We are excited to announce the launch of the Toolbox for Design Optimization, that is intended to be used with SOFA, in particular with the SoftRobots-plugin. An accompanying paper was recently accepted for publication in RA-L (see the available preprint here). Multi-objective Design Optimization is an essential paradigm in Soft Robotics that is changing the way in which designs are conceived, shared and adapted. Don’t hesitate to reach out to Tanguy Navez and Stefan Escaida if you need support when trying out the Toolbox.
In terms of architecture, the Toolbox features three main parts (see also figure):
- A Configuration module, where the user specifies a parametric design created in Gmsh through the Python 3 interface that grants access to the constructive geometry engine used by Gmsh. The user specifies the parameters that will be explored during the optimization loop, including the corresponding intervals.
- A Design Optimization Loop, where a user configured scene is run in SOFA for each parameter set (configuration), evaluating the fitness functions associated with the optimization problem. Surface and volumetric meshes are generated for each configuration on the fly, so the process is fully automated. Currently, Optuna is used as the solver for multi-objective optimization. However, other solvers can be easily integrated, which is part of the ongoing work.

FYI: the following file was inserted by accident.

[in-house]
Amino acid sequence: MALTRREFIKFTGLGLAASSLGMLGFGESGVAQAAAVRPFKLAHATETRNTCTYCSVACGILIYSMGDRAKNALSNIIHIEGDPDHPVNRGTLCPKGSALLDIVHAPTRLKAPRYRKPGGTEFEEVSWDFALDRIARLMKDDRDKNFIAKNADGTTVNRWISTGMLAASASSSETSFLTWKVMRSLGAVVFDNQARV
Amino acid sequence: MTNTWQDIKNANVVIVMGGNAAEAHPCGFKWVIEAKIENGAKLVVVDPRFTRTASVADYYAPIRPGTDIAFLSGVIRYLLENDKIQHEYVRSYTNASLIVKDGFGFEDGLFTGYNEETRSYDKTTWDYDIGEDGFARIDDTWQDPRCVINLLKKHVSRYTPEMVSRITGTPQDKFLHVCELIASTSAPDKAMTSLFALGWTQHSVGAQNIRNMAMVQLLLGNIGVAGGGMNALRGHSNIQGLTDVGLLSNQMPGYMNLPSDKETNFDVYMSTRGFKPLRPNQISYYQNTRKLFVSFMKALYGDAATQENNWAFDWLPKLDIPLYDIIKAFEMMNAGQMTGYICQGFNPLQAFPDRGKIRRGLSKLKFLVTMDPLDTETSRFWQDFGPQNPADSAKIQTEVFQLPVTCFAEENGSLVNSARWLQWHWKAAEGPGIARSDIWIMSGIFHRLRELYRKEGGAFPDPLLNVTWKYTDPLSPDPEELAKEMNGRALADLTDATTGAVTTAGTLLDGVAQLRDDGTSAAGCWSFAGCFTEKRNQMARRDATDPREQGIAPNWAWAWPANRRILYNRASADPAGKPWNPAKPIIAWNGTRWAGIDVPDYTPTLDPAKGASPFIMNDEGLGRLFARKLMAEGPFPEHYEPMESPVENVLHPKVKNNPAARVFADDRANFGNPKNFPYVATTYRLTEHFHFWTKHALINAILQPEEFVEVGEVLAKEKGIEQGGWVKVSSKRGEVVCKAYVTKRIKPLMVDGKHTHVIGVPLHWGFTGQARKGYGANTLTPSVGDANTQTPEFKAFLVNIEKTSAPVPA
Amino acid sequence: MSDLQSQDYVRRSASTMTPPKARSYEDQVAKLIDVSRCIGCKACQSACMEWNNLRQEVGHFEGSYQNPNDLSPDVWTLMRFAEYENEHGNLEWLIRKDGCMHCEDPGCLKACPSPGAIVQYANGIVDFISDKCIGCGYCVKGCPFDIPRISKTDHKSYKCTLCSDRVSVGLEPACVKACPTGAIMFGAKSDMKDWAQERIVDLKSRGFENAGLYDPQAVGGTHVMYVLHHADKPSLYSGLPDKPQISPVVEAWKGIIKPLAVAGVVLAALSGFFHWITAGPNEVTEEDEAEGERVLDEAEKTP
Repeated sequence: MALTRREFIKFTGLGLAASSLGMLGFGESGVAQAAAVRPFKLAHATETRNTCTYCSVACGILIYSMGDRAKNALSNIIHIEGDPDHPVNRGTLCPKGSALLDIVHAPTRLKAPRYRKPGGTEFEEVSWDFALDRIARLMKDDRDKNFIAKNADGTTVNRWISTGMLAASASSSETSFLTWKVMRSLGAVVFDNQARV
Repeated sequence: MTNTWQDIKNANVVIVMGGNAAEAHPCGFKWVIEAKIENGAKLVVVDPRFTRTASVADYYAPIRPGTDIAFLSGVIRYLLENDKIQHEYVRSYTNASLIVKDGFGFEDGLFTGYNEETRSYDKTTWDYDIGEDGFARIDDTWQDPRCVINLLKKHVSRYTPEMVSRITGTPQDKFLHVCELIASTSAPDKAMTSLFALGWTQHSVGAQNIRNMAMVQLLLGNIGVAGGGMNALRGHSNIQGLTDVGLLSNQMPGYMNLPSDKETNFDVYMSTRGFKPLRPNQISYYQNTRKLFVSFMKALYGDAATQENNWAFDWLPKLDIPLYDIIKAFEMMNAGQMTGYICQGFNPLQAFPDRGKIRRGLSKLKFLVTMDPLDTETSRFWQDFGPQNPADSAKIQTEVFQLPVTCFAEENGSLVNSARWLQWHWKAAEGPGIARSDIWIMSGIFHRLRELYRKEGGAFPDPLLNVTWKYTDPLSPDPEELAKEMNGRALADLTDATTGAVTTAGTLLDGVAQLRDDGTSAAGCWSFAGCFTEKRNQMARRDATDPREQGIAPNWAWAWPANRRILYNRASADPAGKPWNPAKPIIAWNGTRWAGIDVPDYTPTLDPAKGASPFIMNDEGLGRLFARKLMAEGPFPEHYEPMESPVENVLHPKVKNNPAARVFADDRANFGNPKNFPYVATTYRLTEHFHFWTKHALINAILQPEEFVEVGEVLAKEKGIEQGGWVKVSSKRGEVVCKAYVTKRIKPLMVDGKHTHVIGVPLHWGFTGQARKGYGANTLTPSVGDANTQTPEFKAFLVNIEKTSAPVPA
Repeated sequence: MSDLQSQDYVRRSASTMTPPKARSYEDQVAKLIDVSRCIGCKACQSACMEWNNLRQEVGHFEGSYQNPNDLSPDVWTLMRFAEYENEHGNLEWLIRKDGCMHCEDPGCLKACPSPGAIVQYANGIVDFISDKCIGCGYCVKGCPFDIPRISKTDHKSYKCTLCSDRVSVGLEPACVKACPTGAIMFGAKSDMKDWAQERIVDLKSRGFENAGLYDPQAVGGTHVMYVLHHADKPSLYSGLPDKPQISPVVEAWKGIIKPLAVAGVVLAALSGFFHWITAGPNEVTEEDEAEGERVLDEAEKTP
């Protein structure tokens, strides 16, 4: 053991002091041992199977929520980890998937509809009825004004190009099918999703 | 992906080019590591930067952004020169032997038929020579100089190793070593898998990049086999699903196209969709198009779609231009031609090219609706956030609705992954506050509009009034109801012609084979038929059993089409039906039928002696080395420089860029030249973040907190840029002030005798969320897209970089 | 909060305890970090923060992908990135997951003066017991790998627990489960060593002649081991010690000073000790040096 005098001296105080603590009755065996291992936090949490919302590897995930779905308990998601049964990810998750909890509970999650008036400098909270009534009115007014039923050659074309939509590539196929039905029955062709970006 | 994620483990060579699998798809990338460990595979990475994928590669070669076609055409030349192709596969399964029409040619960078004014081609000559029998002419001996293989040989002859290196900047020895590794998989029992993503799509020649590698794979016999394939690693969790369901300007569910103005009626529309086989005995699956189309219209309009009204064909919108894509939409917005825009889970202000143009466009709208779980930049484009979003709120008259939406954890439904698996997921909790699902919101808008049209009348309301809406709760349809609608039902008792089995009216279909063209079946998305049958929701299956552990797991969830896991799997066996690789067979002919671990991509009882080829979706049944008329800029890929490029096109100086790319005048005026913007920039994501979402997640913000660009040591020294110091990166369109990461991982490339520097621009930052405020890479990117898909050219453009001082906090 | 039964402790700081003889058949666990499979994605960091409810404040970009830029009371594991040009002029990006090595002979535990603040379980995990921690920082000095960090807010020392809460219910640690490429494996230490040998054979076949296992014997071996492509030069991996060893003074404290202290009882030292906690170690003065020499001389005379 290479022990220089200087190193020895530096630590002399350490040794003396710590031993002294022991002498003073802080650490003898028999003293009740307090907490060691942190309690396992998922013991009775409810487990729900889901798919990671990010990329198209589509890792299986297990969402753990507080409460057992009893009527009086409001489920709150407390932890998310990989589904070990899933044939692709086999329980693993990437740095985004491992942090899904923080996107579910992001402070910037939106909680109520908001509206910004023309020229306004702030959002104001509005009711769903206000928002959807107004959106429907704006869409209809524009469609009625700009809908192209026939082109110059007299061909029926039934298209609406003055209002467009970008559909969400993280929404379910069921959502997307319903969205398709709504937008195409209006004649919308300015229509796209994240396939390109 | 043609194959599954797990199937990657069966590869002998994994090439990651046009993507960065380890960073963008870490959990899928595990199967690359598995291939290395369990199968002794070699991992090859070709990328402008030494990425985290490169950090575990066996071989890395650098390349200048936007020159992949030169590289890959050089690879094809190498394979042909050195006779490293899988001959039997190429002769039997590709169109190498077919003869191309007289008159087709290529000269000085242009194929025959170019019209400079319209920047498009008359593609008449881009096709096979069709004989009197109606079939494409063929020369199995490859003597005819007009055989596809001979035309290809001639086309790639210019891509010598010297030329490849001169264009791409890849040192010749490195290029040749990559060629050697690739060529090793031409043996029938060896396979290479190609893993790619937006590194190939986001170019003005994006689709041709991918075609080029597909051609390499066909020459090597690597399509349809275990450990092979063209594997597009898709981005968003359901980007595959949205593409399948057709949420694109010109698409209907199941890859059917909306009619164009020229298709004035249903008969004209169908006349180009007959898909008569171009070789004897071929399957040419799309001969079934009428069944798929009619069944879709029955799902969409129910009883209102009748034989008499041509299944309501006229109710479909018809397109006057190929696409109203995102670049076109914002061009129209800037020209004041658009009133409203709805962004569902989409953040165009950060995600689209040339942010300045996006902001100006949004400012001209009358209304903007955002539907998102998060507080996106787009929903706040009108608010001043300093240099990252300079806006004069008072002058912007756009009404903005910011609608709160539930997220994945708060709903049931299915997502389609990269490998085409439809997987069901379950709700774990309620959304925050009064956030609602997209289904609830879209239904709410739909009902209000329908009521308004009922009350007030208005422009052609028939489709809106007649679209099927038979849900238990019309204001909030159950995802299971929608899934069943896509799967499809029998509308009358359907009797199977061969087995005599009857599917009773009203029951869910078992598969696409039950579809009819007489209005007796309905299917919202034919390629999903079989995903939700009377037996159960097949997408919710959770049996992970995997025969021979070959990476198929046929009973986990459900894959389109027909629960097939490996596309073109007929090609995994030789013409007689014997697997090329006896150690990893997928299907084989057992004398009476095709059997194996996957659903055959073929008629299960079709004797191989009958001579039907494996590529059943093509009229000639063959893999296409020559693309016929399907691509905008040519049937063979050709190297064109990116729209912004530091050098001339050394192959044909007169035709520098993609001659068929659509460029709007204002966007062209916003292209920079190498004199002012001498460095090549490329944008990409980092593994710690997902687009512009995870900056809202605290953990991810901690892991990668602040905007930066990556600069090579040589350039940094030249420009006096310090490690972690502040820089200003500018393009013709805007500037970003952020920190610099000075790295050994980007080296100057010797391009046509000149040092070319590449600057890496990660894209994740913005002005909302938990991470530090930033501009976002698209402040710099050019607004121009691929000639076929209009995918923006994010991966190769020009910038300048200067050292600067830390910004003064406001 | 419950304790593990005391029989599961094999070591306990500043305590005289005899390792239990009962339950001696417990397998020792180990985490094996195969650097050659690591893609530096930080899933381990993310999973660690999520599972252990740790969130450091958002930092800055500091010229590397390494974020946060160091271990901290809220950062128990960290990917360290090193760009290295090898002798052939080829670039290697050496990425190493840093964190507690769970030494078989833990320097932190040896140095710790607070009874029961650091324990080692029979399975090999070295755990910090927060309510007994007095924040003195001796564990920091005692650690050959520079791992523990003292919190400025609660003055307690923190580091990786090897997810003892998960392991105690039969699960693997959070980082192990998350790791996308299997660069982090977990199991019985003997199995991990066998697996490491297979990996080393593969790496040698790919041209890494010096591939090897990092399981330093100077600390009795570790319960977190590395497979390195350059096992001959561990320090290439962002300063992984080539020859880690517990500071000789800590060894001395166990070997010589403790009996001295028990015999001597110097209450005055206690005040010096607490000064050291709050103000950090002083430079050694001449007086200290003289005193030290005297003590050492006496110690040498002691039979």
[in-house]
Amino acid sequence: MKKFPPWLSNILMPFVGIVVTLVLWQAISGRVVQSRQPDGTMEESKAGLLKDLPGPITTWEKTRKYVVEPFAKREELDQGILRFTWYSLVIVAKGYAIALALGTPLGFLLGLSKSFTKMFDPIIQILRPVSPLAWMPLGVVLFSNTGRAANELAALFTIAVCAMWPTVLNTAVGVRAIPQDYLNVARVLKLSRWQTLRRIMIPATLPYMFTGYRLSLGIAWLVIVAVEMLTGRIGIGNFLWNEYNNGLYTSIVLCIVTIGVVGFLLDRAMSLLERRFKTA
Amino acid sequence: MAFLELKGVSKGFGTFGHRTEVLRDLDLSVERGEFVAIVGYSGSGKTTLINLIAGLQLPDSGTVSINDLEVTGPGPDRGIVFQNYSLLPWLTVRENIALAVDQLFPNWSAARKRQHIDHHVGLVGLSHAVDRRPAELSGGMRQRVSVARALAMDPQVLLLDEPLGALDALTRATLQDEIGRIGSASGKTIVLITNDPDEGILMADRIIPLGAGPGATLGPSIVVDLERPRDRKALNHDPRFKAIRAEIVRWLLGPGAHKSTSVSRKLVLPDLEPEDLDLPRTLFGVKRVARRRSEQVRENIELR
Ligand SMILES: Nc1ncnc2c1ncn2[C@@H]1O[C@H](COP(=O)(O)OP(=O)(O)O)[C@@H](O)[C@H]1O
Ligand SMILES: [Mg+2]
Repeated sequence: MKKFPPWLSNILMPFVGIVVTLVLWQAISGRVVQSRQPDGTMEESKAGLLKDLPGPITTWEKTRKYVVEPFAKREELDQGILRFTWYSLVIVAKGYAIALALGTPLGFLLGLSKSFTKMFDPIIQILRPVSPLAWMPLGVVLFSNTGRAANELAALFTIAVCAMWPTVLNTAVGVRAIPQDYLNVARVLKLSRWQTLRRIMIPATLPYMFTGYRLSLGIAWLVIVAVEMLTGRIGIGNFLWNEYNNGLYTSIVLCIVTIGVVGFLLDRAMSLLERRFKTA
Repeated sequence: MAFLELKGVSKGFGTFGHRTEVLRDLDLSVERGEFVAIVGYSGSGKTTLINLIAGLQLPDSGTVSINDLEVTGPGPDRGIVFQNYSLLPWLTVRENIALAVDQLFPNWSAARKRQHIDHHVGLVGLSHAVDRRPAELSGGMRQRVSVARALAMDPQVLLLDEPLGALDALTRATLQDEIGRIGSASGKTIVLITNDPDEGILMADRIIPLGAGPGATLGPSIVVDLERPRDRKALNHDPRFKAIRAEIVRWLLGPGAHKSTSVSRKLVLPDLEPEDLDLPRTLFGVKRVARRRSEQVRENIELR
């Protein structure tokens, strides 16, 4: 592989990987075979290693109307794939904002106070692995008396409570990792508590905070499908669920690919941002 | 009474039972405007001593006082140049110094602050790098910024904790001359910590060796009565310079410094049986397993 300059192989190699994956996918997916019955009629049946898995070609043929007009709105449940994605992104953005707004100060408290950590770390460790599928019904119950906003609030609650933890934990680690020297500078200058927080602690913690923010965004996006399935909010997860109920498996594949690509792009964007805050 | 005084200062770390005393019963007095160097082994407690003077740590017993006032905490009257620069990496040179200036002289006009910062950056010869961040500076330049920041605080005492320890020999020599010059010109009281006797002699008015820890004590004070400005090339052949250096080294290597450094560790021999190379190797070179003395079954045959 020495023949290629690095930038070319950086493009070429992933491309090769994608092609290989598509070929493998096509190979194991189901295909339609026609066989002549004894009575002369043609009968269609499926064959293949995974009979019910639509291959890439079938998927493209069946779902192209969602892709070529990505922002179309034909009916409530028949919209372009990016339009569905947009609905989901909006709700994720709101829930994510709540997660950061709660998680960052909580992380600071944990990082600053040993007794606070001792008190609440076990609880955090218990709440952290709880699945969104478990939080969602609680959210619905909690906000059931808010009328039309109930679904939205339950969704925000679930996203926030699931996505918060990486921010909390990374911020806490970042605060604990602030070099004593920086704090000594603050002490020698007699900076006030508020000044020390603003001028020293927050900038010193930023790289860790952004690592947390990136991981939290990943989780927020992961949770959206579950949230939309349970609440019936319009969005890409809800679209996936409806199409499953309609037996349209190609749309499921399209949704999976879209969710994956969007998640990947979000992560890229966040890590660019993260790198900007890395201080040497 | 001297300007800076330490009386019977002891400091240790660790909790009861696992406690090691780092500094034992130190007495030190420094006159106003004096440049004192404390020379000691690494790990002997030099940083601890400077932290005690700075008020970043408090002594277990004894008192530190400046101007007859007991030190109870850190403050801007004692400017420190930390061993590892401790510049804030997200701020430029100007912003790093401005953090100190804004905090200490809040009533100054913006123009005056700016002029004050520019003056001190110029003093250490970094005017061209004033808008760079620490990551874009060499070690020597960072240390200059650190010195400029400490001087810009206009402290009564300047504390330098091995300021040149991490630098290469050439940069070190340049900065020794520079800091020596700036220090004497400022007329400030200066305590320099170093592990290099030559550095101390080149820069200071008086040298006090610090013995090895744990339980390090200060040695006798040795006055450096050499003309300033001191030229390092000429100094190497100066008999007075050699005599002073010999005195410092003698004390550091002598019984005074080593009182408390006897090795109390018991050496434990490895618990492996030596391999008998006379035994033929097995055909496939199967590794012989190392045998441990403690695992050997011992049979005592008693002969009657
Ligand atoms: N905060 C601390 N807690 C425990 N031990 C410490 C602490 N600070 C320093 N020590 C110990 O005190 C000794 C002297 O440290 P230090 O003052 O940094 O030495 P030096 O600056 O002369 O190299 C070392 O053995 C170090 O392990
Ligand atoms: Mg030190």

- A Results Visualization module, where the user has the ability to visualize the Pareto Front resulting from the problem, with the ability to inspect design parameters, etc.
In the paper, authors showcase the functionality of the Toolbox on the example of a cable-driven sensorized soft finger. The use of the toolbox allows us to automatically find designs that are optimal tradeoffs between sensitivity in the deformation measurements and ability of the finger to bend. They found that points on the extremes of the Pareto Front obtained from simulation are indeed far apart in the established metrics when the fingers are fabricated and tested, giving encouraging results for the sim-to-real behavior of this approach. Furthermore, for the sim-to-real approach, S. Escaida N. et al. discussed the effect (or lack thereof) of mesh density in the simulation, mechanical parameters and fabrication tolerances. In addition, authors show that the fabrication of the fingers can also be automated, as the molds needed for casting are derived from the design parameters as well.
The work on the toolbox is ongoing and we expect to provide new examples, showcasing different features, use-cases and results, in the upcoming months.